As quoted in The World of Mathematics (1956) by J. R. Newman, p. 1832
„I have seen something of the project of M. de St. Pierre, for maintaining a perpetual peace in Europe. I am reminded of a device in a cemetery, with the words: Pax perpetua; for the dead do not fight any longer: but the living are of another humor; and the most powerful do not respect tribunals at all.“
Letter 11 to Grimarest: Passages Concerning the Abbe de St. Pierre's 'Project for Perpetual Peace (June 1712). Taken from Leibniz: Political Writings (2nd Edition, 1988), Edited by Patrick Riley.
„As regards the objection that possibles are independent of the decrees of God I grant it of actual decrees (although the Cartesians do not at all agree to this), but I maintain that the possible individual concepts involve certain possible free decrees; for example, if this world was only possible, the individual concept of a particular body in this world would involve certain movements as possible, it would also involve the laws of motion, which are the free decrees of God; but these, also, only as possibilities. Because, as there are an infinity of possible worlds, there are also an infinity of laws, certain ones appropriate to one; others, to another, and each possible individual of any world involves in its concept the laws of its world.“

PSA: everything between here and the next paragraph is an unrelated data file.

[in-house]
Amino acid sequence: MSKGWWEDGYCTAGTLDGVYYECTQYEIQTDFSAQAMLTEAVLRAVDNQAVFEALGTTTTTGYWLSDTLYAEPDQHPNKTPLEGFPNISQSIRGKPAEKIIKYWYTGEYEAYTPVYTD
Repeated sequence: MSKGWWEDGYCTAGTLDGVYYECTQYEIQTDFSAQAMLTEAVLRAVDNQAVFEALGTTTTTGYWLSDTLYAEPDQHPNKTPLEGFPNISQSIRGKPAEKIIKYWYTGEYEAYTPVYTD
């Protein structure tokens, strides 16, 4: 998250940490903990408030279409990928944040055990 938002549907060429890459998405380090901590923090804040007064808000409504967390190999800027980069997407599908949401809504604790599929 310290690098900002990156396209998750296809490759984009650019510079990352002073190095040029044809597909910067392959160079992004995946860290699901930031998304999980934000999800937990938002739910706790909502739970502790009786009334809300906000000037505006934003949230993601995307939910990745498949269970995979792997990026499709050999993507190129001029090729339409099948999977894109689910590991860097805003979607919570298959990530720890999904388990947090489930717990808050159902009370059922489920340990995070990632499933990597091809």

Gottfried Leibniz (May, 1686) as quoted in George R. Montgomery, Tr., "Correspondence between Leibniz and Arnauld," Leibniz: Discourse on metaphysics; correspondence with Arnauld, and Monadology https://books.google.com/books?id=5-IeAQAAMAAJ (1916) VIII, p. 108
„Only geometry can hand us the thread [which will lead us through] the labyrinth of the continuum’s composition, the maximum and the minimum, the infinitesimal and the infinite; and no one will arrive at a truly solid metaphysic except he who has passed through this [labyrinth].“